Can Your Job Title Give You Personality?
Are leaders born charismatic or does their title give them charisma?
I recently revisited a wonderful TED Talk that dares us to rethink who and how we lead. According to Seth Godin, our society is propelled by the idea of change. This started with factories that changed the way products were made, then moved to mass advertising to change the way we sell products and now revolves around leadership. In Seth's eyes, leaders lead tribes (i.e. groups of people linked in some way). A tribe is built to disrupt status quo, connect others, and lead a movement. A example of a tribal leader could be Martin Luther King Jr. He lived to disrupt the status quo of his time, connect the group that believed in his cause, and lead a movement to change a culture. Many people say that Martin Luther King Jr. was "born to lead" because of his compassion, determination, and charm. Did his leadership experiences instill him with those personality traits or did his charisma and compassion make him a leader?
Steve Jobs was known for a variety of things: being brilliant, being demanding, and being somewhat elusive. Those aren't typical qualities of a strong leader, but Apple still managed to lead a movement. Was Steve Jobs born to lead people? Probably not, but his brilliance thrust him into leadership.
Recently, many of our clients have talked about "Cultural fit" and "leadership traits" as non-negotiable's in executive level candidates. It's those qualities that are not necessarily tangible, but they deem mission critical in leadership roles. When our clients pass on a candidate they often say things like "(insert name) is an executive of a major company, so I thought they would have strong executive presence but he/she came off a little meager. Definitely not the leader we are looking for." So, does being of a certain job title suggest you possess outstanding leadership qualities?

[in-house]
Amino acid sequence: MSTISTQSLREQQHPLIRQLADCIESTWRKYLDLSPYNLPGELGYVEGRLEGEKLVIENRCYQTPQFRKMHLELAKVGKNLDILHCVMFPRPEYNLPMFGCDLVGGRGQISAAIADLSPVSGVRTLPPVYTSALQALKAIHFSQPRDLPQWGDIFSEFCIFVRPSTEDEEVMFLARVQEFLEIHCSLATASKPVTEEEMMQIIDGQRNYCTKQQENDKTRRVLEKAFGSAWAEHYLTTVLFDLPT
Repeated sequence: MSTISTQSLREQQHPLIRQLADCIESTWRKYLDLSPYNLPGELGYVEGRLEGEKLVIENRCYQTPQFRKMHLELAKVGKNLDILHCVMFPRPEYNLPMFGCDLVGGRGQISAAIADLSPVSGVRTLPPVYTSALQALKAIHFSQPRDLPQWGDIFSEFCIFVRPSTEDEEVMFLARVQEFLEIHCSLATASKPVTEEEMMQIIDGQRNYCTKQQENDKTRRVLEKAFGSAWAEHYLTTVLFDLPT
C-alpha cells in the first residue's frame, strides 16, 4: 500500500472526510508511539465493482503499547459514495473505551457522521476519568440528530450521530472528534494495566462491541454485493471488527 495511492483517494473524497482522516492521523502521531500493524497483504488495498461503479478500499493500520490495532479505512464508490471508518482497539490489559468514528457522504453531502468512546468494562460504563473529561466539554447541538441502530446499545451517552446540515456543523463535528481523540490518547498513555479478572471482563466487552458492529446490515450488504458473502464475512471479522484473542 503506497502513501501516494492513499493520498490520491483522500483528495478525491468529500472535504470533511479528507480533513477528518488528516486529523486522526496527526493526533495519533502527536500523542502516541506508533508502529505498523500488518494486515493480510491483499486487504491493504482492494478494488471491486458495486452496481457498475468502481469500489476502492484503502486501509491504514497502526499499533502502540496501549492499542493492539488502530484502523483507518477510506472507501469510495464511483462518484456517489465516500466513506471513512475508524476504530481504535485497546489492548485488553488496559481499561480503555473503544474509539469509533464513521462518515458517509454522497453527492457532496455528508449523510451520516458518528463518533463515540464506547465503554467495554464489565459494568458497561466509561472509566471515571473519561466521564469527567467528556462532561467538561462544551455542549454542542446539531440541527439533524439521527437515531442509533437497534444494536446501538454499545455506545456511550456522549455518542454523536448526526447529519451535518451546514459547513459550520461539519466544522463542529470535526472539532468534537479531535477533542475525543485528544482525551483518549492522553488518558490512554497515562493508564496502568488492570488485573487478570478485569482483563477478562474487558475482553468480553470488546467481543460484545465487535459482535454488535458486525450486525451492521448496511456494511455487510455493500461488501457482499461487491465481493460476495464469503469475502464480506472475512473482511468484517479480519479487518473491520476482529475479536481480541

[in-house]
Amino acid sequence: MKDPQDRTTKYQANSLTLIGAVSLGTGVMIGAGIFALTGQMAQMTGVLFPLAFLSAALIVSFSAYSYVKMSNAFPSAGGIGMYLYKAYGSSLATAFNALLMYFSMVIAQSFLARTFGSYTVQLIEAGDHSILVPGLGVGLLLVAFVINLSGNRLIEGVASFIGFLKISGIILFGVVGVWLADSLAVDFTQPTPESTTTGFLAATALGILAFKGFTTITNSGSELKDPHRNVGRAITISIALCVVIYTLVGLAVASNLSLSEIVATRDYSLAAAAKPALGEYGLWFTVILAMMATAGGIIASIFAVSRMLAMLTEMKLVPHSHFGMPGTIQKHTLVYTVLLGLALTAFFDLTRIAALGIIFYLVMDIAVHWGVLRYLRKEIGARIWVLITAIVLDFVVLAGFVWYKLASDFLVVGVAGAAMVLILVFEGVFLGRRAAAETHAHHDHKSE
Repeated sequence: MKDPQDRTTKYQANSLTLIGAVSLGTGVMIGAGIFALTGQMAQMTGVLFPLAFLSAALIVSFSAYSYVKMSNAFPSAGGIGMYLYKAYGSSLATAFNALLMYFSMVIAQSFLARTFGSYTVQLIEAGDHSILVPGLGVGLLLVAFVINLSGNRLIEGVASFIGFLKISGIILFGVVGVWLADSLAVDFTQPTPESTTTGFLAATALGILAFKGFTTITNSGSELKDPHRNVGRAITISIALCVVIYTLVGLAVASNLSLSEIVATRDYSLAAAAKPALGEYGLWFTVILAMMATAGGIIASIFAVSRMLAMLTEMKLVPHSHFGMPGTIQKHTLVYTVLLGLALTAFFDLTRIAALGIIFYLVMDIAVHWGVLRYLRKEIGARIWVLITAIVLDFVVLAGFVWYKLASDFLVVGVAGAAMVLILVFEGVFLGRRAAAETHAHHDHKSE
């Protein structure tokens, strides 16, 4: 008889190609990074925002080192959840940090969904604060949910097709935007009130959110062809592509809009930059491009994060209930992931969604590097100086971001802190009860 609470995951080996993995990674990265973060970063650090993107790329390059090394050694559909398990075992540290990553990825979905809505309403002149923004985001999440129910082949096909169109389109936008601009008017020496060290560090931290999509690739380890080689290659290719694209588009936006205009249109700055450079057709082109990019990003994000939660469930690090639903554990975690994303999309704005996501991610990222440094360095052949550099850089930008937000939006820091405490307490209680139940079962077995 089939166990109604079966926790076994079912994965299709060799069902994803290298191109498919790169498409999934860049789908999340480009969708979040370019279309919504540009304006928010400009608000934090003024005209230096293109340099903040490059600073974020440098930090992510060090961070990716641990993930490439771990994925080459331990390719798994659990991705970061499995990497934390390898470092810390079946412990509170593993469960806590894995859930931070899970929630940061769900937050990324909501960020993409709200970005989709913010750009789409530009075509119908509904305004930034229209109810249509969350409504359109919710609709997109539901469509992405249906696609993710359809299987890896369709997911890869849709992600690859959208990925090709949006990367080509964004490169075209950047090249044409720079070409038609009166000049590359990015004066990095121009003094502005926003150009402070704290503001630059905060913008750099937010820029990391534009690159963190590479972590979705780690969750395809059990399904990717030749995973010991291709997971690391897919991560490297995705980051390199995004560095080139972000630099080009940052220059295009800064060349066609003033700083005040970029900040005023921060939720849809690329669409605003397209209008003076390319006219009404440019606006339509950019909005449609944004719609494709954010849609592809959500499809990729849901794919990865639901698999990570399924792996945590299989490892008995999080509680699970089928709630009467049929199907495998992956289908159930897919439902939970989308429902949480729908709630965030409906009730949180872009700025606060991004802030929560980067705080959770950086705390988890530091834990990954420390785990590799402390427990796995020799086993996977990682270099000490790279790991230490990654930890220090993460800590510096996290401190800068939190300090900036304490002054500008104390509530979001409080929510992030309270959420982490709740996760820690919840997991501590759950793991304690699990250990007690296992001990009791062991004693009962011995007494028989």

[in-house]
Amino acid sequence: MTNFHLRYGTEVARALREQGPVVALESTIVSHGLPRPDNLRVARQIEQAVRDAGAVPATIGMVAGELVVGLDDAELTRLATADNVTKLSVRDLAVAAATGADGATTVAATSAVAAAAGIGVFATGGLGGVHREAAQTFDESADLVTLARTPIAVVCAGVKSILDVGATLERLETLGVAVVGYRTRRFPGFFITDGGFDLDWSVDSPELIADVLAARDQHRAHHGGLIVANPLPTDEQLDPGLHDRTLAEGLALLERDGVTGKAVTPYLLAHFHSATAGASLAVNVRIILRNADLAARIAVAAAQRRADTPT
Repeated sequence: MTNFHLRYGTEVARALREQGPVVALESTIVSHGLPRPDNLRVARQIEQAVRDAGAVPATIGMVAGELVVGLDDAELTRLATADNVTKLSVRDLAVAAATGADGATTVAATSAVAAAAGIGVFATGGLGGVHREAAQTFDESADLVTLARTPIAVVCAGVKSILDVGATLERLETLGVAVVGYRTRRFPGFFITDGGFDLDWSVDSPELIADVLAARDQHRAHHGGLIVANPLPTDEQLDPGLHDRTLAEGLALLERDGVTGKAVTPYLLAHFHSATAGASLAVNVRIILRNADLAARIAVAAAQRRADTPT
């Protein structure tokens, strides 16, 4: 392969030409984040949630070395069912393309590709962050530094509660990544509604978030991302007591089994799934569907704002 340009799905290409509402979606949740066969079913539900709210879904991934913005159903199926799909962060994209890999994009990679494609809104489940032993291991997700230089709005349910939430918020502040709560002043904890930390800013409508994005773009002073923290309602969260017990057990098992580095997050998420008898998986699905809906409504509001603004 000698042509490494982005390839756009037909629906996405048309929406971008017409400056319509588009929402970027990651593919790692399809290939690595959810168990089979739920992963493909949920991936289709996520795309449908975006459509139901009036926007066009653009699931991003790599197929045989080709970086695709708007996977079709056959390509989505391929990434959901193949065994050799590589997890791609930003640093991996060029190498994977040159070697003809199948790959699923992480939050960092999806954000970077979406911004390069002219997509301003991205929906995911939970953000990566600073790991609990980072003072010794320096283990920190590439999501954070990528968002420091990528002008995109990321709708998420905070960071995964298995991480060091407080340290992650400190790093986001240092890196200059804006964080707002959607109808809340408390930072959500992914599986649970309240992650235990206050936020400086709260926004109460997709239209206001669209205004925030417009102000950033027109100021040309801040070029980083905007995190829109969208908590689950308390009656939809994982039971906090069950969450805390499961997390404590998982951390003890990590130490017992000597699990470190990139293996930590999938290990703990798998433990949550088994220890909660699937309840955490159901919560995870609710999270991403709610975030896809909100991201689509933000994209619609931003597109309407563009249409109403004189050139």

Sure, all organizations want their leaders to be charismatic, charming, persuasive, inspirational, etc., but not all leaders are made of those qualities. Maybe there are leaders in your organization more like a Steve Jobs (Brilliant, but not people oriented), but you have a manager level employee who is a Martin Luther King style leader (charismatic, dedicated, motivational). At S. Benjamins, we often call these folks "the influencers". The people who make the most change happen in an organization. Often times they aren't the CEO, but they are the most people connected and mission connected person in the organization. We've begun to see companies like Zappos get rid of job titles as a way to put people on an even playing field, give everyone a chance to impact, and ultimately create the most disruption (which usually equals the most profit). This might also be a secret way to take off the pressure of a person to possess certain traits based on title.
Do you think our leadership driven work culture associates personality/leadership traits based on title? What would happen if those with the greatest "leadership traits" automatically became leaders?